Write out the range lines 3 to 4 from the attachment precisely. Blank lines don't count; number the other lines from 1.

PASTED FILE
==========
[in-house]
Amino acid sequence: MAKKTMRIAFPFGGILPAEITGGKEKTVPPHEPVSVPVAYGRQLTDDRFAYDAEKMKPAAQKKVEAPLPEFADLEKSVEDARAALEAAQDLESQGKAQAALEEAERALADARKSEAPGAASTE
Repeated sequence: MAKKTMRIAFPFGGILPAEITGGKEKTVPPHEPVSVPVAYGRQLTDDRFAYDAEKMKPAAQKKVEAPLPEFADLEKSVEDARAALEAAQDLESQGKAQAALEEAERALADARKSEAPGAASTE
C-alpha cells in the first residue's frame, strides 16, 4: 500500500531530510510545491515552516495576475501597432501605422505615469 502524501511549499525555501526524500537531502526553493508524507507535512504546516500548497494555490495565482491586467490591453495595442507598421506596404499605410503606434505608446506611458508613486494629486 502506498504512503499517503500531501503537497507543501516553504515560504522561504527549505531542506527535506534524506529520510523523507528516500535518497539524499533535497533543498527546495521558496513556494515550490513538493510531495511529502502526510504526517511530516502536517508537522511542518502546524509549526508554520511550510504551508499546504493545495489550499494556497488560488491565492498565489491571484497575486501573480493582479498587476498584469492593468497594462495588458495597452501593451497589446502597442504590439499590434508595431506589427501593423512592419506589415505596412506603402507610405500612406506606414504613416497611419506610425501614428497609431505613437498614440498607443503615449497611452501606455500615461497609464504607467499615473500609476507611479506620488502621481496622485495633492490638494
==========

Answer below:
Repeated sequence: MAKKTMRIAFPFGGILPAEITGGKEKTVPPHEPVSVPVAYGRQLTDDRFAYDAEKMKPAAQKKVEAPLPEFADLEKSVEDARAALEAAQDLESQGKAQAALEEAERALADARKSEAPGAASTE
C-alpha cells in the first residue's frame, strides 16, 4: 500500500531530510510545491515552516495576475501597432501605422505615469 502524501511549499525555501526524500537531502526553493508524507507535512504546516500548497494555490495565482491586467490591453495595442507598421506596404499605410503606434505608446506611458508613486494629486 502506498504512503499517503500531501503537497507543501516553504515560504522561504527549505531542506527535506534524506529520510523523507528516500535518497539524499533535497533543498527546495521558496513556494515550490513538493510531495511529502502526510504526517511530516502536517508537522511542518502546524509549526508554520511550510504551508499546504493545495489550499494556497488560488491565492498565489491571484497575486501573480493582479498587476498584469492593468497594462495588458495597452501593451497589446502597442504590439499590434508595431506589427501593423512592419506589415505596412506603402507610405500612406506606414504613416497611419506610425501614428497609431505613437498614440498607443503615449497611452501606455500615461497609464504607467499615473500609476507611479506620488502621481496622485495633492490638494